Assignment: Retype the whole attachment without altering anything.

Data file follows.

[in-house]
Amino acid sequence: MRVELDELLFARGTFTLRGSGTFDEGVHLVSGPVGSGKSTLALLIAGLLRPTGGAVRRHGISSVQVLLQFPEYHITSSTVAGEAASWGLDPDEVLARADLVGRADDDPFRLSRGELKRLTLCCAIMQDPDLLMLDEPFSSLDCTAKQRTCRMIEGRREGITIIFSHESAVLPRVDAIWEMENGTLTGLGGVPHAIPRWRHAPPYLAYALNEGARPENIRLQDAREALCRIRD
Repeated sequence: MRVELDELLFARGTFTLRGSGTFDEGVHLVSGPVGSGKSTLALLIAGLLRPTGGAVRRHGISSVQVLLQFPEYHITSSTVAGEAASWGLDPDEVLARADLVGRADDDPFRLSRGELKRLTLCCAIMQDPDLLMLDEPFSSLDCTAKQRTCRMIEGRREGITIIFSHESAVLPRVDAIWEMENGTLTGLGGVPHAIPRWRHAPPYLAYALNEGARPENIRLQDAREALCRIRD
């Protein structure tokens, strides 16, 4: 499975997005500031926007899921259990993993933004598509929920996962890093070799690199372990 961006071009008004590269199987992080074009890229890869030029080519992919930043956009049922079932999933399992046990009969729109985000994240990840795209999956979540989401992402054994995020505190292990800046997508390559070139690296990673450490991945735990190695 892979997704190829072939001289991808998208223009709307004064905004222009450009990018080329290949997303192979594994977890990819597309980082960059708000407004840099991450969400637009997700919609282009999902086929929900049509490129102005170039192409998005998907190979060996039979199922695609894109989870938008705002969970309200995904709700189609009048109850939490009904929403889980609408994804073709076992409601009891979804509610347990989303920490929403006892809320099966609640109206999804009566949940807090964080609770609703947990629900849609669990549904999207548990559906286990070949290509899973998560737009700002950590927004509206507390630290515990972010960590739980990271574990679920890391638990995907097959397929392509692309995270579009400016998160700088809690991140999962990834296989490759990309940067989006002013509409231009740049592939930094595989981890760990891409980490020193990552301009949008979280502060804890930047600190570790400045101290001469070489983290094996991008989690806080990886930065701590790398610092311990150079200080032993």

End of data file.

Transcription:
[in-house]
Amino acid sequence: MRVELDELLFARGTFTLRGSGTFDEGVHLVSGPVGSGKSTLALLIAGLLRPTGGAVRRHGISSVQVLLQFPEYHITSSTVAGEAASWGLDPDEVLARADLVGRADDDPFRLSRGELKRLTLCCAIMQDPDLLMLDEPFSSLDCTAKQRTCRMIEGRREGITIIFSHESAVLPRVDAIWEMENGTLTGLGGVPHAIPRWRHAPPYLAYALNEGARPENIRLQDAREALCRIRD
Repeated sequence: MRVELDELLFARGTFTLRGSGTFDEGVHLVSGPVGSGKSTLALLIAGLLRPTGGAVRRHGISSVQVLLQFPEYHITSSTVAGEAASWGLDPDEVLARADLVGRADDDPFRLSRGELKRLTLCCAIMQDPDLLMLDEPFSSLDCTAKQRTCRMIEGRREGITIIFSHESAVLPRVDAIWEMENGTLTGLGGVPHAIPRWRHAPPYLAYALNEGARPENIRLQDAREALCRIRD
């Protein structure tokens, strides 16, 4: 499975997005500031926007899921259990993993933004598509929920996962890093070799690199372990 961006071009008004590269199987992080074009890229890869030029080519992919930043956009049922079932999933399992046990009969729109985000994240990840795209999956979540989401992402054994995020505190292990800046997508390559070139690296990673450490991945735990190695 892979997704190829072939001289991808998208223009709307004064905004222009450009990018080329290949997303192979594994977890990819597309980082960059708000407004840099991450969400637009997700919609282009999902086929929900049509490129102005170039192409998005998907190979060996039979199922695609894109989870938008705002969970309200995904709700189609009048109850939490009904929403889980609408994804073709076992409601009891979804509610347990989303920490929403006892809320099966609640109206999804009566949940807090964080609770609703947990629900849609669990549904999207548990559906286990070949290509899973998560737009700002950590927004509206507390630290515990972010960590739980990271574990679920890391638990995907097959397929392509692309995270579009400016998160700088809690991140999962990834296989490759990309940067989006002013509409231009740049592939930094595989981890760990891409980490020193990552301009949008979280502060804890930047600190570790400045101290001469070489983290094996991008989690806080990886930065701590790398610092311990150079200080032993």